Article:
Central America is also an attractive market, albeit much smaller. The region has vast and diverse energy sources, such as wind, solar or geothermal power, and most countries in the region have good opportunities for the development of smaller-scale projects. Generally, the development processes of a project can be slow in these countries, where there are sometimes issues that can complicate the progress of the construction of a new factory, so it is important to be able to be flexible and creative.
NGI: How does Mexico compare to other regional peers?
Barajas: Mexico is still an attractive energy market. There is such an important relationship with the United States, especially in northern Mexico and along the US border, and there are always opportunities on both sides to strengthen ties and improve energy efficiency. There is also a large population in Mexico with high demand for energy and lower prices.
There has been a lot of talk about a slowdown in the Mexican energy industry, but I don’t see it that way. There are many gems to discover in Mexico if you know where to look. Even during difficult times, Mexico is an attractive market for energy development.
NGI: You mentioned that there are gems in the Mexican energy industry to develop if you know where to look. What, in your opinion, are these nuggets that could be developed in Mexico?
Barajas: One would be the construction of a pipeline to relieve congestion. Construction of pipelines to ensure redundancy. And the reason is that with redundancy there is less risk to the industry and it also provides additional capacity, so that’s a double benefit.
In addition, the more natural gas one can import into the northern part of the country, which would obviously come from Texas, the more Pemex’s production of associated or unassociated natural gas could be used for other parts of the country where it is really needed. . There are other parts of the country that could make real use of Pemex gas production due to the scarcity of supply. With greater importation into the north, the natural gas supply would spill over to the rest of the country and ultimately ease congestion pricing further south. So that’s a possibility for natural gas.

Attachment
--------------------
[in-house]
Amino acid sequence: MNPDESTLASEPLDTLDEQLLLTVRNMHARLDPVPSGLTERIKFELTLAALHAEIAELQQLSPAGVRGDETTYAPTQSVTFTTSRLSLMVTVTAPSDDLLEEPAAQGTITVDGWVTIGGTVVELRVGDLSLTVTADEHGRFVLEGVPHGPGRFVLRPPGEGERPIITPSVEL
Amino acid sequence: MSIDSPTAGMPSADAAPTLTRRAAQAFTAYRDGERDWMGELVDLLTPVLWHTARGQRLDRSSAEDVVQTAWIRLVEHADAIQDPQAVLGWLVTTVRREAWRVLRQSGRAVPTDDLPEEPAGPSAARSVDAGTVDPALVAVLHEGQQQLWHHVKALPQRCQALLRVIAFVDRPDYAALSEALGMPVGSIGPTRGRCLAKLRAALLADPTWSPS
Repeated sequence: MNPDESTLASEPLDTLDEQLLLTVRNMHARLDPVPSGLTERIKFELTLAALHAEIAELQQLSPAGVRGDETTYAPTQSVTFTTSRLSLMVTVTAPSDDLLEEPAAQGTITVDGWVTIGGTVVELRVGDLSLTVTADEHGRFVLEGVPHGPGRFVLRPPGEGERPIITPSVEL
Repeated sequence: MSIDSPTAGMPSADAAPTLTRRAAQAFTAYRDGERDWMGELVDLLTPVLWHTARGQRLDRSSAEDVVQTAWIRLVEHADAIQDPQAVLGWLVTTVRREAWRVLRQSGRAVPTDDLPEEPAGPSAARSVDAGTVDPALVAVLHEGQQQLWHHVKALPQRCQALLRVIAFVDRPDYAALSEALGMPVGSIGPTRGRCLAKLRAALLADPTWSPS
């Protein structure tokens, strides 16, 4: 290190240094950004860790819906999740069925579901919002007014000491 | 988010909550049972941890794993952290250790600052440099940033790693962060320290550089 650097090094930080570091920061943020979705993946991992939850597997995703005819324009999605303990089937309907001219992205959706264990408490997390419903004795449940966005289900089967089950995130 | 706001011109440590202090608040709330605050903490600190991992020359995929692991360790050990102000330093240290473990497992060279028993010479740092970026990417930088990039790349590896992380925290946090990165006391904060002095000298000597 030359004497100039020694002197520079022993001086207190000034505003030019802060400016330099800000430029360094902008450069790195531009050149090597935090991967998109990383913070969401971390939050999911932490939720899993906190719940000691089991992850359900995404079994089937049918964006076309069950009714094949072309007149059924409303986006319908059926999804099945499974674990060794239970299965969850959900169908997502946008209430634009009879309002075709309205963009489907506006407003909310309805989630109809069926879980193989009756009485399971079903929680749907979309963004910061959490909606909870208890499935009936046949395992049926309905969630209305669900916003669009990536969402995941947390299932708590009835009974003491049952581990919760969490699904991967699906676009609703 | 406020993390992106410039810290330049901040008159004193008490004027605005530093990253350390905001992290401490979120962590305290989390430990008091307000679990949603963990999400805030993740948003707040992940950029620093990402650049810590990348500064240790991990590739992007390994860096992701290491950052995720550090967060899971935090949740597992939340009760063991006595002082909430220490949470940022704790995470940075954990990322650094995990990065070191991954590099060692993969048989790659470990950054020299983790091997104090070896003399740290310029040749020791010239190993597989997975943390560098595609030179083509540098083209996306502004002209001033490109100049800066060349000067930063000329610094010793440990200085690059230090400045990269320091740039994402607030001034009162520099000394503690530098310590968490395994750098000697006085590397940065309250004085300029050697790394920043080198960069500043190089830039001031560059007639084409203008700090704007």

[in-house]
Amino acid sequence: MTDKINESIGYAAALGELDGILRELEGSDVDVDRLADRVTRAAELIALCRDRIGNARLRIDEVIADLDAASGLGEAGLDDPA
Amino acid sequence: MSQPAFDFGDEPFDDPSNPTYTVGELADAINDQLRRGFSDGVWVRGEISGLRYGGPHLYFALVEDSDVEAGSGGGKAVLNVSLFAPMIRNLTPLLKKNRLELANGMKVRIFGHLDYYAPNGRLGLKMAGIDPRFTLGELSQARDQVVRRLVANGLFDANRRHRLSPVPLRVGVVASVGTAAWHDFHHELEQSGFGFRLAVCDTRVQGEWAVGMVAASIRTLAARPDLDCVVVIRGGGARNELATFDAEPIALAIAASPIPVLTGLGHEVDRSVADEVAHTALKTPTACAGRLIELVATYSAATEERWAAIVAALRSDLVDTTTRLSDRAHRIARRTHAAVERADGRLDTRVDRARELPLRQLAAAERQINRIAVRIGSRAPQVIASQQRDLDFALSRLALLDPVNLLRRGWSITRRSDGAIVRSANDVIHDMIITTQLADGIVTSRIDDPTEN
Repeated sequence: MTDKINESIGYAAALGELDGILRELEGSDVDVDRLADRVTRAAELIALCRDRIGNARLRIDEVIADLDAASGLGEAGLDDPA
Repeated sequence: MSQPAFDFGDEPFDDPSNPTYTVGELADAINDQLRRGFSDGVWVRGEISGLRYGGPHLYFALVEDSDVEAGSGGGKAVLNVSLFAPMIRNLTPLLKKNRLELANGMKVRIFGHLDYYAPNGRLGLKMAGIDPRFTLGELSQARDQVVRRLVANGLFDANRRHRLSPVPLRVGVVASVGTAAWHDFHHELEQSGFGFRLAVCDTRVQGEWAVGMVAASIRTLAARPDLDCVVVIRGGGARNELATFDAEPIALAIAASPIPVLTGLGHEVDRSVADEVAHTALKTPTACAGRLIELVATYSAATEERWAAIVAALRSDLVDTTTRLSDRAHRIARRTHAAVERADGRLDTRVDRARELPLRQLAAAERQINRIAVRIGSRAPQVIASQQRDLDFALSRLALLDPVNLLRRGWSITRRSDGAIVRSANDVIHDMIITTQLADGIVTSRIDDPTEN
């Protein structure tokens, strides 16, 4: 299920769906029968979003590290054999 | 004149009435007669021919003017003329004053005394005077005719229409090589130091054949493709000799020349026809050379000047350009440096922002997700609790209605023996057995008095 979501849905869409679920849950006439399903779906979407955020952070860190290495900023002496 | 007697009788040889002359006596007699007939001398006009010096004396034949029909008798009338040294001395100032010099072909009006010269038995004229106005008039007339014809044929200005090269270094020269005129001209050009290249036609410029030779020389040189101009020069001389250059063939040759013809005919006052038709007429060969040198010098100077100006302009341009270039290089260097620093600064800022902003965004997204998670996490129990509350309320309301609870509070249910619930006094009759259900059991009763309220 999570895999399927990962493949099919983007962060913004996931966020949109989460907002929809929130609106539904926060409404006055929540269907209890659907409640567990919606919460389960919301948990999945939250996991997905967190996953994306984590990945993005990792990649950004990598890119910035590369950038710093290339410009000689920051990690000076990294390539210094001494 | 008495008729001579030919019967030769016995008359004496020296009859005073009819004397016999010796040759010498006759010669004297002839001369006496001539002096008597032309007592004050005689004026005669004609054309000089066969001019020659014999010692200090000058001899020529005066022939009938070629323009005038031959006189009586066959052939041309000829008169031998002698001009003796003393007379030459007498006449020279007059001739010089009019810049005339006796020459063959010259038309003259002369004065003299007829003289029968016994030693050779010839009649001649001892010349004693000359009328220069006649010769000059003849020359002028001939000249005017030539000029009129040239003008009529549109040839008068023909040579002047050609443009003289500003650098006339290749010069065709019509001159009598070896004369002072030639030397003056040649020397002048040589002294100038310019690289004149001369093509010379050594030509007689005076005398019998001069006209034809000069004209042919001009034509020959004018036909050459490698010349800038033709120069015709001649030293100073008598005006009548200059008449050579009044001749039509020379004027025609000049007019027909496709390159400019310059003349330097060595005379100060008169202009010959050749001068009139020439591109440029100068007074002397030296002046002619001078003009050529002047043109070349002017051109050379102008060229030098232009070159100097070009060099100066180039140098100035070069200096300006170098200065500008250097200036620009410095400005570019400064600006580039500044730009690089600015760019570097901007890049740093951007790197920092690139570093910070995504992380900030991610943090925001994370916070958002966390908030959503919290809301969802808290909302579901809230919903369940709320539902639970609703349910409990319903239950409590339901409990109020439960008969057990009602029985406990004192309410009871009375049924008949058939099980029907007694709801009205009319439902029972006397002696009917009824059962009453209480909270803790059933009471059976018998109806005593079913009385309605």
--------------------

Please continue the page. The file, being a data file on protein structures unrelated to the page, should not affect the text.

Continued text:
On the electricity side, I think if you are a large company and especially if you are an industrial company, you had better start looking for opportunities for your own power supply. Simply because you need to get ahead of the wave of insufficient government investment in the electricity sector over the past three years, and likely there won’t be much over the next three years. . So if energy use is affecting your business, you might want to be able to help when the market – in terms of policies and lack of investment – won’t be able to meet your needs.
Also, from a private equity perspective and especially from an opportunity fund perspective, there are tons of projects that I know of that you can take on right now that are of the “little to no” type. money down “because the original investors wrote down the investment. When you think about it from an accounting perspective, when you need to close the books at the end of a fiscal year, you need to determine the true value of an asset. So if you have an asset that has been depreciated, there are financial reporting requirements that will require you to reassess the true value of an asset on your books. And, now that López Obrador, or AMLO, has been in power for three years and has adopted some of his policies that have depreciated the country’s assets, that is reflected in your books.